The time course of the changes in ACP concentrations in maternal and fetal circulation is presented in Fig. 1. The time point at which fetal ACP concentration was equivalent to the maternal ACP concentration was measured by calculating the time of intersection of the two curves, and was used as a crude measure of the velocity of the transplacental flux. In the control group (C), the average intersection of maternal and fetal ACP concentration curves occurred at 65.11 ± 4.86 min. On the basis of differences observed in time lapsed before equal maternal and fetal concentrations of ACP were reached, the FGR group was divided into a severe FGR group (sFGR, n = 6) and a moderate FGR group (mFGR, n = 4). The intersection of the ACP concentrations in the sFGR group occurred at 109.56 ± 12.11 min, significantly later than that observed in the C group (P < 0.01). The mFGR group reached equal concentrations faster than C with a time of 42.82 ± 5.85 min to equal concentrations (C vs. mFGR, P < 0.05; mFGR vs. sFGR, P < 0.005). One of the ewes assigned to the control group was found at necropsy to have a spontaneous FGR, and its data were kept separate from all other groups (spFGR; Table 1). This animal reached equal maternal and fetal concentrations at 122.86 min, comparable to the sFGR group (Fig. 1).
Table 1 presents the gestational ages, placental and fetal weights and fetal/placental weight ratios, fetal brain and liver weights and brain/liver ratios, CRLs, and Ponderal indexes for the three groups of animals (C, mFGR, and sFGR) and for the single spFGR animal. The sFGR and mFGR groups had mean fetal weights that were 47 and 77%, respectively, of the control fetal weight. Differences among these three groups were significant (C vs. mFGR, P < 0.01; C vs. sFGR, P < 0.001; mFGR vs. sFGR, P < 0.05; Table 1). Similarly, placental weights in both mFGR and sFGR groups were reduced, compared with C, with the sFGR placentas being significantly smaller than in mFGR (C vs. mFGR, P < 0.05; C vs. sFGR, P < 0.001; mFGR vs. sFGR, P < 0.05; Table 1). Fetal/placental weight ratios were not significantly different between groups (Table 1).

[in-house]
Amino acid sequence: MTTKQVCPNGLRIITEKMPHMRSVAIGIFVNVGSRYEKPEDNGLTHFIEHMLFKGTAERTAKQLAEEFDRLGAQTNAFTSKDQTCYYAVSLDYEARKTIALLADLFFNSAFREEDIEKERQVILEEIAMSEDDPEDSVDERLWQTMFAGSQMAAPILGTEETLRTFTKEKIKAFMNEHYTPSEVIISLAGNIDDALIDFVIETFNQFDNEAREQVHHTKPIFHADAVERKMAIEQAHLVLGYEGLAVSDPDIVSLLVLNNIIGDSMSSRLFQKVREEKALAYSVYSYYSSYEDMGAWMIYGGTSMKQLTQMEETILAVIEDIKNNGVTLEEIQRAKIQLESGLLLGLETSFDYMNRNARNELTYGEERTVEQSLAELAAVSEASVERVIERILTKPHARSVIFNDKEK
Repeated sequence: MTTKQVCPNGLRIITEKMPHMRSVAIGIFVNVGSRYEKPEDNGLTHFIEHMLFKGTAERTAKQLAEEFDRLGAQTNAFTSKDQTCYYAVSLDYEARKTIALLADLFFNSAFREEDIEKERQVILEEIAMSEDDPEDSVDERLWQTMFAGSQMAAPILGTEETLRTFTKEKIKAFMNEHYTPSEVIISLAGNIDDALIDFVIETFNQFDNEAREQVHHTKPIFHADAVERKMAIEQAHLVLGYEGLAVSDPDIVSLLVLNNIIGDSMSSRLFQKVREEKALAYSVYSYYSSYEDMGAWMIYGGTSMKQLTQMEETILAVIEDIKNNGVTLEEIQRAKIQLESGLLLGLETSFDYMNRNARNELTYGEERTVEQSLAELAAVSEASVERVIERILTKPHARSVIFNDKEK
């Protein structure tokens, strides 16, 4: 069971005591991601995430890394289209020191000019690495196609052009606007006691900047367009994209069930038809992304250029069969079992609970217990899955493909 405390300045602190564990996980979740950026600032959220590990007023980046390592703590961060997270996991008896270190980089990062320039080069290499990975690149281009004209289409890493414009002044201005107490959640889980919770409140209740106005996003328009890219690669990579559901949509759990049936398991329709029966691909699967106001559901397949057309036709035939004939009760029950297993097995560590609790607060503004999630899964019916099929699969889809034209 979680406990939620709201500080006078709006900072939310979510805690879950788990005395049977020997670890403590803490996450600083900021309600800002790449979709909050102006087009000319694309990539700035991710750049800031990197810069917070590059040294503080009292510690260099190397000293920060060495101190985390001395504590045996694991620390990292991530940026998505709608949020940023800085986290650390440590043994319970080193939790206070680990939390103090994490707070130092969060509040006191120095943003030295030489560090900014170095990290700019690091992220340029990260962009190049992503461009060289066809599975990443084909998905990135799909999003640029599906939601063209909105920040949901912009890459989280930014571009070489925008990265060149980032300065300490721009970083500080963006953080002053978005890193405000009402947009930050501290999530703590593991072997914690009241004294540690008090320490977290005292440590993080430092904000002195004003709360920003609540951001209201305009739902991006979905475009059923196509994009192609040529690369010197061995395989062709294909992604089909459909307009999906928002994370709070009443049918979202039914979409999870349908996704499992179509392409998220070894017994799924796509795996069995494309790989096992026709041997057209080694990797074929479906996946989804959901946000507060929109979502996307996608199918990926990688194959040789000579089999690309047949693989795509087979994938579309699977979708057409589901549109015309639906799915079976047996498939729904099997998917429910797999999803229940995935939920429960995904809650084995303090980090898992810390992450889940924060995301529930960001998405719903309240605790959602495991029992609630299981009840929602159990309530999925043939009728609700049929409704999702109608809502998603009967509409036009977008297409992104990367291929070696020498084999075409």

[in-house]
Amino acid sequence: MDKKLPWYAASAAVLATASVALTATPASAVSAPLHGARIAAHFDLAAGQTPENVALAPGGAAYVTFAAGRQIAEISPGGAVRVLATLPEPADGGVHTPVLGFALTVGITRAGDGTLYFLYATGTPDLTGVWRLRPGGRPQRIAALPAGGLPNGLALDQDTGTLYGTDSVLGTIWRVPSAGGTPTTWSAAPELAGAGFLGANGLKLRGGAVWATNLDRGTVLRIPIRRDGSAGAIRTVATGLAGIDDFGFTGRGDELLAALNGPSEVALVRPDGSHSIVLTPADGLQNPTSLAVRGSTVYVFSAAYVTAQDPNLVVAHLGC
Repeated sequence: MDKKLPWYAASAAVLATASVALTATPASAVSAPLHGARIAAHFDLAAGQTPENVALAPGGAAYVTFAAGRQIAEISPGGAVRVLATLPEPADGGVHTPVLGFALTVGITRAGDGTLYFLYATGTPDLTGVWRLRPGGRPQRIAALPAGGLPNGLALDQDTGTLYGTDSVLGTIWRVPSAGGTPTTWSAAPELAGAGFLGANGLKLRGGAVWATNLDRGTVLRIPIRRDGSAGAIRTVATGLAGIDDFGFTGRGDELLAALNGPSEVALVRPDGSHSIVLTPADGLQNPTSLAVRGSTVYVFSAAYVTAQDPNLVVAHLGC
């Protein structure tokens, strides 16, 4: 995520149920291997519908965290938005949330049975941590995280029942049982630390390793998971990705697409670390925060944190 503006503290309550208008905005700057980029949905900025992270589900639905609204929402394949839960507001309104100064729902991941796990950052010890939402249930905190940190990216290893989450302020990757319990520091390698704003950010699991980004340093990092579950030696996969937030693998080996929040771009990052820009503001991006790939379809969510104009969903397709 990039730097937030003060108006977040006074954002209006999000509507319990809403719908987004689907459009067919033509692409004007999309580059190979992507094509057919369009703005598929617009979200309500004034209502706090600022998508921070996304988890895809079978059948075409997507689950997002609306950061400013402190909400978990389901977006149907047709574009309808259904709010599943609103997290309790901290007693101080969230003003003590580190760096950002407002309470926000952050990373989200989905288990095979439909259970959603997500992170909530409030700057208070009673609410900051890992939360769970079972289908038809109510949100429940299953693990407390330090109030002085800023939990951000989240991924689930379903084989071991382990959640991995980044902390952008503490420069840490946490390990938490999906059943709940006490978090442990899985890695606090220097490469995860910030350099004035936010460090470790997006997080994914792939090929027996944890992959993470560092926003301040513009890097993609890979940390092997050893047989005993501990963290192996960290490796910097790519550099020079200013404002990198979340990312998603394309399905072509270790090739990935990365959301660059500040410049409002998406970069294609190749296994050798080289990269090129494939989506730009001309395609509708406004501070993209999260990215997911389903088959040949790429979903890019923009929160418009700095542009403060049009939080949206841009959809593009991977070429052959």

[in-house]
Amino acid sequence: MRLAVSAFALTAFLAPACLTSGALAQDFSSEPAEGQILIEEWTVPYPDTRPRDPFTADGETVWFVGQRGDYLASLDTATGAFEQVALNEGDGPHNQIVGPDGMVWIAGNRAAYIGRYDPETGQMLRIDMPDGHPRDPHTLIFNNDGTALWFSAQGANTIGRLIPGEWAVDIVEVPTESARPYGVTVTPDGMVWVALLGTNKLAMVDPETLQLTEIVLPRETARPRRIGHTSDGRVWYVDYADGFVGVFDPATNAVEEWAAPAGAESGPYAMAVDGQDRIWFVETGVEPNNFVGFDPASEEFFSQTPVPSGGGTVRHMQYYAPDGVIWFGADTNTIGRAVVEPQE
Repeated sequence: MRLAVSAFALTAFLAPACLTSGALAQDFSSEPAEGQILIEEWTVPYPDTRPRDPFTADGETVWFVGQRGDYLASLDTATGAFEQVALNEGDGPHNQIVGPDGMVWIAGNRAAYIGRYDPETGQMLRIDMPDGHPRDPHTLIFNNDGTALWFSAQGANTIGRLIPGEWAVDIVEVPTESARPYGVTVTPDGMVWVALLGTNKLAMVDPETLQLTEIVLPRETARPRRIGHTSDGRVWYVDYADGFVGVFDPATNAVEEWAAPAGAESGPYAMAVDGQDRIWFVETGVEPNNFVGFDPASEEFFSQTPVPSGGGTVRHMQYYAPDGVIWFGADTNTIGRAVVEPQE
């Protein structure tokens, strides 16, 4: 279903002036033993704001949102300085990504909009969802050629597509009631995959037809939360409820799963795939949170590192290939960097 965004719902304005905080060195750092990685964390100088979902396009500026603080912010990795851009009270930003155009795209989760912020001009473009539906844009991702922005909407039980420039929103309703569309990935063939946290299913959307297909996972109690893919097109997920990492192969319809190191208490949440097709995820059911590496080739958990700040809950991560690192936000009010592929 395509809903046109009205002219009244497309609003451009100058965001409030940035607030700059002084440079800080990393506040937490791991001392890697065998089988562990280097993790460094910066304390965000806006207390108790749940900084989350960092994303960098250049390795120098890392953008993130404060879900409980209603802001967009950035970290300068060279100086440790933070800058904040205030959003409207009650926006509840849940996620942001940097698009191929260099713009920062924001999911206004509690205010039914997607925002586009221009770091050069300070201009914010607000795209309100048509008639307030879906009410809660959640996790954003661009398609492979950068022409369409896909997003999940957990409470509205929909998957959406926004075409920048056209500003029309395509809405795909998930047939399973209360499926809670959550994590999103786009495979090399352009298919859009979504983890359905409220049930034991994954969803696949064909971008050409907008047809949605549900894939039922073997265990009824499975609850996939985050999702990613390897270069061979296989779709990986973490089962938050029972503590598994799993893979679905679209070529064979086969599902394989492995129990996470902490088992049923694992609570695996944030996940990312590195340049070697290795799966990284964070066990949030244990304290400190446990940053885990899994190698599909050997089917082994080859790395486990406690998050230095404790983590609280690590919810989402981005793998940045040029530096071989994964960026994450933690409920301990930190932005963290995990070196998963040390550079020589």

The sFGR group showed a significantly increased brain/liver ratio (P < 0.05), indicative of an asymmetrical growth restriction, whereas the brain/liver ratio of the mFGR group was not significantly different from that of C (Table 1). Furthermore, although the CRLs of both the mFGR and the sFGR groups were significantly shorter than those of C, the moderate group showed a higher Ponderal index than both C and sFGR (both P < 0.05), reflective of a greater body mass per length. The fetal and placental weights, CRL, and Ponderal and brain/liver ratio indexes of the single spFGR fetus were within the range of the sFGR group (Table 1).
The mFGR animals showed a significantly slower rise in maternal core temperatures during heat exposure than the sFGR ewes, with CBTs not significantly different compared with C until 60 dGA (Fig. 2). Furthermore, the mFGR group demonstrated a significantly lower CBT compared with the sFGR group at two later stages of pregnancy: 100 and 120 dGA (P < 0.01). The sFGR group displayed a significantly elevated CBT compared with C at all stages of treatment except at 60 dGA (Fig. 2). The ewe pregnant with the spFGR fetus demonstrated an elevated CBT at arrival at the laboratory (35 dGA; CBT 40.04°C), which remained elevated throughout the experimental period (Fig. 2), possibly an indication of an infectious disease in pregnancy.
Uterine and umbilical blood flows, ethanol clearance, uteroplacental oxygenation, and glucose and lactate concentrations.